As Scott Morrison tours the Queensland coastline, his mind is most probably wandering across a range of policies that he will hope to announce in anticipation of the next election. He has already announced increased access to alien strawberry pickers which will obviously bring him at least 10 votes. I don’t think it will take the Treasury forecasting model to predict that his policies will focus on promoting economic growth, policies that are all well and good, possibly bring a further 37 votes.
What he seems to have missed, however, is that economic growth, strawberry picking and tourism are an issue but they are not the issue. The issue is the economic health of families, of couples with children, of their incomes, houses and taxes. If Morrison PM is worried about where to get a couple of million votes, they are the people he needs to court. They are waiting for a leader who actually believes in looking after them and whose policies are aimed directly at improving their prospects.
Did you know that there are people who own many houses as investment properties and by that I don’t mean a couple of houses. I mean 50, 60 or more homes which they rent to those who cannot afford a deposit on a house. The rest of the investors own two or three houses, even five or ten. Why they own them is not the issue. This is a free country and the right to possess property is a natural right. But they only reason they own them is that they are an investment. Land is rare and over time, there will be an appreciation in value.
Some of these people own these houses in a family trust framework, others in superannuation trusts. Some people just own them outright in their own names or in joint names with their spouses or partners. For all of those investment properties, the owner of the houses will seek to obtain tax benefits, by writing off expenses and loan interest against the entity’s income in order to minimise the tax liability.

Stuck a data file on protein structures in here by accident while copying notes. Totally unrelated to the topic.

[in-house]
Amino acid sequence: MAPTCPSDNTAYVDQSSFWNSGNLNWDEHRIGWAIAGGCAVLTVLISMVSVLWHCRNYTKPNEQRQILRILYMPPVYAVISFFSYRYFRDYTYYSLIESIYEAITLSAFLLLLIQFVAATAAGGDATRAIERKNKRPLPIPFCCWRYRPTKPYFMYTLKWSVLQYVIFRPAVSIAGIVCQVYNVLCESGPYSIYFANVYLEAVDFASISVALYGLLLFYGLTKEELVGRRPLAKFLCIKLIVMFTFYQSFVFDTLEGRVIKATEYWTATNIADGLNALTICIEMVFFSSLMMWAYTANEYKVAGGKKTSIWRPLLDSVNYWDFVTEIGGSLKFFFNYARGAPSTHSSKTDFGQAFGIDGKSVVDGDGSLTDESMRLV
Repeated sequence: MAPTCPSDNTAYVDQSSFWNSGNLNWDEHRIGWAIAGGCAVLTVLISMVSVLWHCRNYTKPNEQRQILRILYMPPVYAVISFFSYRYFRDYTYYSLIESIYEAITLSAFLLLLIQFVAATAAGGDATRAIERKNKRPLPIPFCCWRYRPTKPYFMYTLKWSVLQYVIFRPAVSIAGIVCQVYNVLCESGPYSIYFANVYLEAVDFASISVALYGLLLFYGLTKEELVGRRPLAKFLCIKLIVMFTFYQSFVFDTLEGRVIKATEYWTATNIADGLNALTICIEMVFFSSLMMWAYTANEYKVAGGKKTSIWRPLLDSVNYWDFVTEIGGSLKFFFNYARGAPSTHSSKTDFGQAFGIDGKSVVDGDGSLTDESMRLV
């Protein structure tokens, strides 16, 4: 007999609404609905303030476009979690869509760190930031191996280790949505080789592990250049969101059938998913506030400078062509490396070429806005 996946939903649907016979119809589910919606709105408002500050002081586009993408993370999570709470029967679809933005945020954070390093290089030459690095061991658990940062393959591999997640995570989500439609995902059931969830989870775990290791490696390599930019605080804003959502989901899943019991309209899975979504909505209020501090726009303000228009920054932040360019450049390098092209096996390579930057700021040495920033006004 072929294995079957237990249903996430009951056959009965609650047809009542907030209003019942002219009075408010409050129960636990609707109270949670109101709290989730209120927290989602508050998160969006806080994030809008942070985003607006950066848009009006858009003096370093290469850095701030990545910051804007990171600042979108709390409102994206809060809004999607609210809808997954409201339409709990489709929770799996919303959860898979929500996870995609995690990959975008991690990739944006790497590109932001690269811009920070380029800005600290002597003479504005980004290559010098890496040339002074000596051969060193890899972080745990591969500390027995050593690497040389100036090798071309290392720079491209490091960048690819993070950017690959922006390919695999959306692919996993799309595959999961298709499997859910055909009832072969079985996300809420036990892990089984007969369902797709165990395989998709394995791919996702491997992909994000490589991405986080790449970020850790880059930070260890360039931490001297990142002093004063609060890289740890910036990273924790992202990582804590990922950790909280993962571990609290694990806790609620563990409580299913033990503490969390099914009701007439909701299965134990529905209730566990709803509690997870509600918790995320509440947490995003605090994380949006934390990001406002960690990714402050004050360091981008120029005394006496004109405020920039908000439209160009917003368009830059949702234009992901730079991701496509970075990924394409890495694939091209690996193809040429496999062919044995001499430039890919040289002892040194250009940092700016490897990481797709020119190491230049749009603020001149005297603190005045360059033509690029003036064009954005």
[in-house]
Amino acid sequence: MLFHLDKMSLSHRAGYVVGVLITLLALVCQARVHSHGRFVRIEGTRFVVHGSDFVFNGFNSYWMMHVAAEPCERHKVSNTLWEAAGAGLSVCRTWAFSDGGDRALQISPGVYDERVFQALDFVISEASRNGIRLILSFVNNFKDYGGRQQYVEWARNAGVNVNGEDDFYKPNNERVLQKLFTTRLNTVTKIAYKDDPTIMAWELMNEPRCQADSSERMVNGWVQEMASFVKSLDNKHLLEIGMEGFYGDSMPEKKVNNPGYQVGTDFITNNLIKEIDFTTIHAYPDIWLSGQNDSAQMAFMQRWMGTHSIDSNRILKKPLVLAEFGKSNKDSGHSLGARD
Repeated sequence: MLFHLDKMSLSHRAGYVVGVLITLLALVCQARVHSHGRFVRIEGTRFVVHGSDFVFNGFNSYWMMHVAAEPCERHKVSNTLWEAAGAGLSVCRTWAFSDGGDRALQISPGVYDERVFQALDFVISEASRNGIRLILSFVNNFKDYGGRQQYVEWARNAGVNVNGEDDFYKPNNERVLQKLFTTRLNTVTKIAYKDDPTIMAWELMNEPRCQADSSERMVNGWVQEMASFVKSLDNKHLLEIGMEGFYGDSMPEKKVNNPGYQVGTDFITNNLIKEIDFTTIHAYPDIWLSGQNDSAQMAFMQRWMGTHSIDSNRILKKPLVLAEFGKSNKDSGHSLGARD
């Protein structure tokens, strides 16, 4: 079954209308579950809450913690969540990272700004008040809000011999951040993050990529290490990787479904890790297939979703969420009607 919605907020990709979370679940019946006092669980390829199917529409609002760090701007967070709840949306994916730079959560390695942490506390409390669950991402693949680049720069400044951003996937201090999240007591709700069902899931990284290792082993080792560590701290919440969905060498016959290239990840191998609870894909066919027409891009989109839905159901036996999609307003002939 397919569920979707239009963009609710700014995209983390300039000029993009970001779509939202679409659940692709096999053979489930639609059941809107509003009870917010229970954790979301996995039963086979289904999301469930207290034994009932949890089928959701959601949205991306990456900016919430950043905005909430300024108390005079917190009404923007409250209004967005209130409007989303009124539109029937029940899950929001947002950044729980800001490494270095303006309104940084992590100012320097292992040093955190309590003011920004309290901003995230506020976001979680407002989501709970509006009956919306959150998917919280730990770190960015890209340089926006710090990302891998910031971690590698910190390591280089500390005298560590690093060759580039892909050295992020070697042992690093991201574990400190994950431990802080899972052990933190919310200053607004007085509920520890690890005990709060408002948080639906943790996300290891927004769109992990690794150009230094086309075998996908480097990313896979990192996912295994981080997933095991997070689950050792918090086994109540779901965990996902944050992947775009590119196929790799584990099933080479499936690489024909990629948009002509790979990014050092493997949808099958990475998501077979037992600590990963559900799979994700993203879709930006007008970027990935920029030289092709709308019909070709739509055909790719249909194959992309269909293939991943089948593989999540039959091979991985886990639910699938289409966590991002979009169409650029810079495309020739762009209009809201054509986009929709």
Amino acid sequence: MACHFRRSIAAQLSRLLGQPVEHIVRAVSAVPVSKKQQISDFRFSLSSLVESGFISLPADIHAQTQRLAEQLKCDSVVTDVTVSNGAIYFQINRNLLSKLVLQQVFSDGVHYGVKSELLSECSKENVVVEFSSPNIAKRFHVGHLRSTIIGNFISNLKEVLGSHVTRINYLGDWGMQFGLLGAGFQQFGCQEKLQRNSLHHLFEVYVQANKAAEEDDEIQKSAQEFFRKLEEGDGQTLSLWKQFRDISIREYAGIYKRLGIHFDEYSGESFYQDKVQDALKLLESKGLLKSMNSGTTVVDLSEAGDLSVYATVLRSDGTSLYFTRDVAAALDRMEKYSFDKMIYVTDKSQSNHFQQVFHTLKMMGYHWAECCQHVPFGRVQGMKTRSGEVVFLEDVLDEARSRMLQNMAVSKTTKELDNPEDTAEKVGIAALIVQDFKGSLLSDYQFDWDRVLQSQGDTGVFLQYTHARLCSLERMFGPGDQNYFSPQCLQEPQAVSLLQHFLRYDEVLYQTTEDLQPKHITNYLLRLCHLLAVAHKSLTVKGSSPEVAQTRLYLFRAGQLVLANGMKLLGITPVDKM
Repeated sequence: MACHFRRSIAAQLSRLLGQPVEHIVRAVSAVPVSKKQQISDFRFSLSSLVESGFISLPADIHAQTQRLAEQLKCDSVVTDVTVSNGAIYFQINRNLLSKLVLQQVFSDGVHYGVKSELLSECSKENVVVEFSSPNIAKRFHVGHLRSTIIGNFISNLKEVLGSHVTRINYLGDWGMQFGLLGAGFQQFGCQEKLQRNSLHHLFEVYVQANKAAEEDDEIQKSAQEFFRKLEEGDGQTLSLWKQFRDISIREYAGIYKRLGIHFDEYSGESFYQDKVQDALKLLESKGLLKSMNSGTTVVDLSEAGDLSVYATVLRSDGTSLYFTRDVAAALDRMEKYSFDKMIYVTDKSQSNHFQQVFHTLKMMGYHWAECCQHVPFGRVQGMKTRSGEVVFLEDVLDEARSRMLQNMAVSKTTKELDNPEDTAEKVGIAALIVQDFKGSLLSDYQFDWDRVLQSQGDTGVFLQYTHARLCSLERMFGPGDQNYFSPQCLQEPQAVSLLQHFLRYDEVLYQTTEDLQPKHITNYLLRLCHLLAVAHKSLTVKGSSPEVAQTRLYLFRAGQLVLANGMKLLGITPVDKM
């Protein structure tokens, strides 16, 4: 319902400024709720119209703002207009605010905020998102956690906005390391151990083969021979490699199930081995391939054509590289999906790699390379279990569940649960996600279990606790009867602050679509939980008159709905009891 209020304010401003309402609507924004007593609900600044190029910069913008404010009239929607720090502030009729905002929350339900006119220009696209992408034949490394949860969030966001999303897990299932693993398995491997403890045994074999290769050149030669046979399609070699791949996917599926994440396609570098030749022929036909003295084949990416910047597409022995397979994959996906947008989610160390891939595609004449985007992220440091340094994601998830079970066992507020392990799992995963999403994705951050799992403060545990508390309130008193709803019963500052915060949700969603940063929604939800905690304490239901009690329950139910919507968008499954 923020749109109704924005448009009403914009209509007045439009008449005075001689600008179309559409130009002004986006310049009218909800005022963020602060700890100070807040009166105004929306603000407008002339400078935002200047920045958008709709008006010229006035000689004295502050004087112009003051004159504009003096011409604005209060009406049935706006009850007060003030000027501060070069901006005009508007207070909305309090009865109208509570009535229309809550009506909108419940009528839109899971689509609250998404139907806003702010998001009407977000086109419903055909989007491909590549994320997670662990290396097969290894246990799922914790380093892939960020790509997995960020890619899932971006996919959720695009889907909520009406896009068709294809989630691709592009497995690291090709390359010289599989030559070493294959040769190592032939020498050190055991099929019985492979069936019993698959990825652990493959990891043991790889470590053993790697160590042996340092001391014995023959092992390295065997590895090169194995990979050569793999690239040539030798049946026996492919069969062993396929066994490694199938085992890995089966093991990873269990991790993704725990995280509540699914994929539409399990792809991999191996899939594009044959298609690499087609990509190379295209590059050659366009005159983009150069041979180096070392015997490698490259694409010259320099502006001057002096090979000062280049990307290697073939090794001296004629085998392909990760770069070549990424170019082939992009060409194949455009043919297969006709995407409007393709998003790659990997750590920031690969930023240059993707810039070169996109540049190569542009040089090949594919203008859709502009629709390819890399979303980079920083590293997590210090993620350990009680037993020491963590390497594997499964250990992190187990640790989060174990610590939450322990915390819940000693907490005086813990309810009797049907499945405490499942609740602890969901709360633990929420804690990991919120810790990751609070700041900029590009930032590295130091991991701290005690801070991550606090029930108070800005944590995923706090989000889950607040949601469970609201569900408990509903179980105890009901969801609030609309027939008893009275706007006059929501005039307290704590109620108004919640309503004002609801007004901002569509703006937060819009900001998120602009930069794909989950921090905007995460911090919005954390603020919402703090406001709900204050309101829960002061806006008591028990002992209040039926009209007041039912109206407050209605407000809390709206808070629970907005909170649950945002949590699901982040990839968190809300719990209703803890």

There are some people who take the exercise further. They live in each house they purchase for a year in order to obtain the State government stamp duty concessions for the principal place of residence. Then they move on to another home and do the same thing. When the time comes to sell, those people will move back into the house for a year, declaring it to be their principal place of residence and they’ll lie about it so they don’t pay any capital gains tax on the sale.
The ALP has called for an end of negative gearing and I’m sure it will be mentioned during the next election cycle. They call for it, but only because they know it can’t be implemented; a sort of socialist economic virtue signalling. But the truth is that the cost of housing is one of the biggest expenditures that a family can incur and renting has become the only way that families can make ends meet. Some you will recall that the family used to be the concern of the ALP, at least before the lunatic academic socialists took it over during the Whitlam years.
So, if PM Morrison is really interested in making the lives of families better, he can start by easing some of the economic pressures on them while building their security. And he can do that by extending the benefits of negative gearing to the family home so that interest and maintenance expenses on the family home are accepted by the taxman as deductions against family income.
With just a few rules to prevent fraud, that policy could make the difference between young families being able to afford their own home and still having enough cash left for Christmas and families confined to an eternity in the rental market of outer Sydney (aka inner Mongolia). Whichever way you look at him, this would make ScoMo a very fine Father Christmas and it would wedge the ALP perfectly.
David Long is a retired solicitor, economist and PhD candidate
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